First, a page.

The Pope’s message in his homily, as usual, has stirred not only the hearts of the Catholic faithful, jubilant with the presence of their spiritual father, but also the consciences of Church critics, rabid even at the thought of getting near the defender of the family, of women’s rights, and of human life from womb to tomb. Though a great part of his homily is dedicated to a reflection on “beauty (which) calls us to freedom and draws us away from selfishness,” what called the attention especially of the media are the Pope’s words on these questions:

     “Life has changed greatly and with it enormous progress has been made in the technical, social and cultural spheres. We cannot simply remain content with these advances. Alongside them, there also need to be moral advances, such as in care, protection and assistance to families, inasmuch as the generous and indissoluble love of a man and a woman is the effective context and foundation of human life in its gestation, birth, growth and natural end. Only where love and faithfulness are present can true freedom come to birth and endure.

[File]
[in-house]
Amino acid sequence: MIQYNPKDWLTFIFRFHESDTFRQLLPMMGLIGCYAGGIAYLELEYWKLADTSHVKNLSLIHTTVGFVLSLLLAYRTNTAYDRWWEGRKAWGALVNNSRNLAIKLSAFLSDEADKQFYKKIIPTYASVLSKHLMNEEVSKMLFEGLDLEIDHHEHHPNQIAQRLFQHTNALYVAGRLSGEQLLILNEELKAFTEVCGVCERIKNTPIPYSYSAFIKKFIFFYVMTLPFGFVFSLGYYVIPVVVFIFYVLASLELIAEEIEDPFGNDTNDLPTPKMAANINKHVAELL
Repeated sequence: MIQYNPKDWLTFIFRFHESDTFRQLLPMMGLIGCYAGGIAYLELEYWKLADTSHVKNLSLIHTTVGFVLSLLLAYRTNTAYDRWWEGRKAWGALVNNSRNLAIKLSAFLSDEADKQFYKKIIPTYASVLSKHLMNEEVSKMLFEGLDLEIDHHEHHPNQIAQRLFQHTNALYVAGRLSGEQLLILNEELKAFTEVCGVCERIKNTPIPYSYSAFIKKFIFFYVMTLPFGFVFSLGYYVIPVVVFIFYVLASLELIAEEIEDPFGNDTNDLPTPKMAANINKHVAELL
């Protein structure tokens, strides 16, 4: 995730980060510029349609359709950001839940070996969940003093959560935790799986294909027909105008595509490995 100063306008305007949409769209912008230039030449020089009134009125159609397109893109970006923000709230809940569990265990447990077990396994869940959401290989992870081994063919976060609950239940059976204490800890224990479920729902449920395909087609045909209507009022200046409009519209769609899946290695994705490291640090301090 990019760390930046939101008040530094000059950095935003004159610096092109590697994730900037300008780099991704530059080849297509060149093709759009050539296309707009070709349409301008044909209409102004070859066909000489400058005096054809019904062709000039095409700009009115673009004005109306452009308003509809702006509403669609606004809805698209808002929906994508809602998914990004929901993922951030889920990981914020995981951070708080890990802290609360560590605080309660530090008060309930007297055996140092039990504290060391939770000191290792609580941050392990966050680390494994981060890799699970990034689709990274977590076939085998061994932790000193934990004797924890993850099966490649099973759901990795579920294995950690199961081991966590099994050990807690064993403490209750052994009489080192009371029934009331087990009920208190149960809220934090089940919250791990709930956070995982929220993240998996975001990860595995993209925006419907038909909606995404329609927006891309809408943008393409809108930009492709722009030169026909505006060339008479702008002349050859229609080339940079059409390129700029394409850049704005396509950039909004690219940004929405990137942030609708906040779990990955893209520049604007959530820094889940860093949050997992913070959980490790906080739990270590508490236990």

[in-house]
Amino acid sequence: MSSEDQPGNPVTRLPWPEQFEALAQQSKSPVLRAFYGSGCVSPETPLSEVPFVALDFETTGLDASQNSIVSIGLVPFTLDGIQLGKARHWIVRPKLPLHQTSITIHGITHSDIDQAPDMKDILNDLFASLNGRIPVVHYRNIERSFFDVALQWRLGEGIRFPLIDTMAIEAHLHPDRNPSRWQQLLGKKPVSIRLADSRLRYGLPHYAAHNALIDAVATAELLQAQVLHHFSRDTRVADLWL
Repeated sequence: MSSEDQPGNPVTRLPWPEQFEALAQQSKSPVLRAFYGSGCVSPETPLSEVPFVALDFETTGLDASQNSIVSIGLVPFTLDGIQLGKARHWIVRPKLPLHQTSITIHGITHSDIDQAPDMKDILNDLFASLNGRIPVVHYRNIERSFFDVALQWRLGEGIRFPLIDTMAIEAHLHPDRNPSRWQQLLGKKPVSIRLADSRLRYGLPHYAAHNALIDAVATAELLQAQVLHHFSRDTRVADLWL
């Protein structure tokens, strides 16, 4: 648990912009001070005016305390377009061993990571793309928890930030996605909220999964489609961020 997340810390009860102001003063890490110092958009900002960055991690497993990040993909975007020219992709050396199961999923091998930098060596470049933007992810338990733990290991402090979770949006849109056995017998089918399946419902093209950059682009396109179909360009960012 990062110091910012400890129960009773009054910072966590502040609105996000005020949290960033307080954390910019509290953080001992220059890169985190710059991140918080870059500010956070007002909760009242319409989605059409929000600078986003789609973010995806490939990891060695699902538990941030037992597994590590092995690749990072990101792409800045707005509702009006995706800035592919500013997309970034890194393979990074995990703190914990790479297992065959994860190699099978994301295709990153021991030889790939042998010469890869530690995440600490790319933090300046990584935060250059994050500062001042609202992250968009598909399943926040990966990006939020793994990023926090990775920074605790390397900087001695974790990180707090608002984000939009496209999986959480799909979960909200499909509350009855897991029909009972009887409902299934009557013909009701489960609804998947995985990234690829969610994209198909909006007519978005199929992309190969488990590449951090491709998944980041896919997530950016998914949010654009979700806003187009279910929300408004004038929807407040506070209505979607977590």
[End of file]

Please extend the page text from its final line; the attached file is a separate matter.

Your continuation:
For this reason the Church advocates adequate economic and social means so that women may find in the home and at work their full development, that men and women who contract marriage and form a family receive decisive support from the state, that life of children may be defended as sacred and inviolable from the moment of their conception, that the reality of birth be given due respect and receive juridical, social and legislative support. For this reason the Church resists every form of denial of human life and gives its support to everything that would promote the natural order in the sphere of the institution of the family.”